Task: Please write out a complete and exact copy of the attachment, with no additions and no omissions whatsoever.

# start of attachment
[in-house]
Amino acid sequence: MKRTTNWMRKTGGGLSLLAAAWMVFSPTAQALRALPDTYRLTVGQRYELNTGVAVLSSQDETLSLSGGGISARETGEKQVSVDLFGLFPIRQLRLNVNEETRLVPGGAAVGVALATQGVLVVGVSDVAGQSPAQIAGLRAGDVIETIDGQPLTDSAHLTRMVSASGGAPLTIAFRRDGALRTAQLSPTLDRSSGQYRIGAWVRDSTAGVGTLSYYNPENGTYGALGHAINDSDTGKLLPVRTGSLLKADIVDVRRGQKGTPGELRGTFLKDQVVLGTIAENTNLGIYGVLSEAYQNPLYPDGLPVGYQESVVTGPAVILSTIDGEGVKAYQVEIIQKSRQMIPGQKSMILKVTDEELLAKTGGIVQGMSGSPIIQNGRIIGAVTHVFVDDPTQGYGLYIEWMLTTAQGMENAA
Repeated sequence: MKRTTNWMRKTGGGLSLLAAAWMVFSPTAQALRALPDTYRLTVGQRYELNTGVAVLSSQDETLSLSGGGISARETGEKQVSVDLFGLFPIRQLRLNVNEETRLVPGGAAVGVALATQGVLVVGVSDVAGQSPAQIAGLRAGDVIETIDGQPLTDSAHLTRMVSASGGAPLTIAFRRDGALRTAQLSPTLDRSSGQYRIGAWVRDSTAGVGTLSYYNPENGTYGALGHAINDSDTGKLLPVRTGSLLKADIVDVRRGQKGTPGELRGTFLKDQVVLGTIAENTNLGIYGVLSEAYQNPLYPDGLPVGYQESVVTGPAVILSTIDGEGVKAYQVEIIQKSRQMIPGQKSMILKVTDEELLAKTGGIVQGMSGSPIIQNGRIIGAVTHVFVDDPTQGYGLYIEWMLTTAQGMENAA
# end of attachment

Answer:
[in-house]
Amino acid sequence: MKRTTNWMRKTGGGLSLLAAAWMVFSPTAQALRALPDTYRLTVGQRYELNTGVAVLSSQDETLSLSGGGISARETGEKQVSVDLFGLFPIRQLRLNVNEETRLVPGGAAVGVALATQGVLVVGVSDVAGQSPAQIAGLRAGDVIETIDGQPLTDSAHLTRMVSASGGAPLTIAFRRDGALRTAQLSPTLDRSSGQYRIGAWVRDSTAGVGTLSYYNPENGTYGALGHAINDSDTGKLLPVRTGSLLKADIVDVRRGQKGTPGELRGTFLKDQVVLGTIAENTNLGIYGVLSEAYQNPLYPDGLPVGYQESVVTGPAVILSTIDGEGVKAYQVEIIQKSRQMIPGQKSMILKVTDEELLAKTGGIVQGMSGSPIIQNGRIIGAVTHVFVDDPTQGYGLYIEWMLTTAQGMENAA
Repeated sequence: MKRTTNWMRKTGGGLSLLAAAWMVFSPTAQALRALPDTYRLTVGQRYELNTGVAVLSSQDETLSLSGGGISARETGEKQVSVDLFGLFPIRQLRLNVNEETRLVPGGAAVGVALATQGVLVVGVSDVAGQSPAQIAGLRAGDVIETIDGQPLTDSAHLTRMVSASGGAPLTIAFRRDGALRTAQLSPTLDRSSGQYRIGAWVRDSTAGVGTLSYYNPENGTYGALGHAINDSDTGKLLPVRTGSLLKADIVDVRRGQKGTPGELRGTFLKDQVVLGTIAENTNLGIYGVLSEAYQNPLYPDGLPVGYQESVVTGPAVILSTIDGEGVKAYQVEIIQKSRQMIPGQKSMILKVTDEELLAKTGGIVQGMSGSPIIQNGRIIGAVTHVFVDDPTQGYGLYIEWMLTTAQGMENAA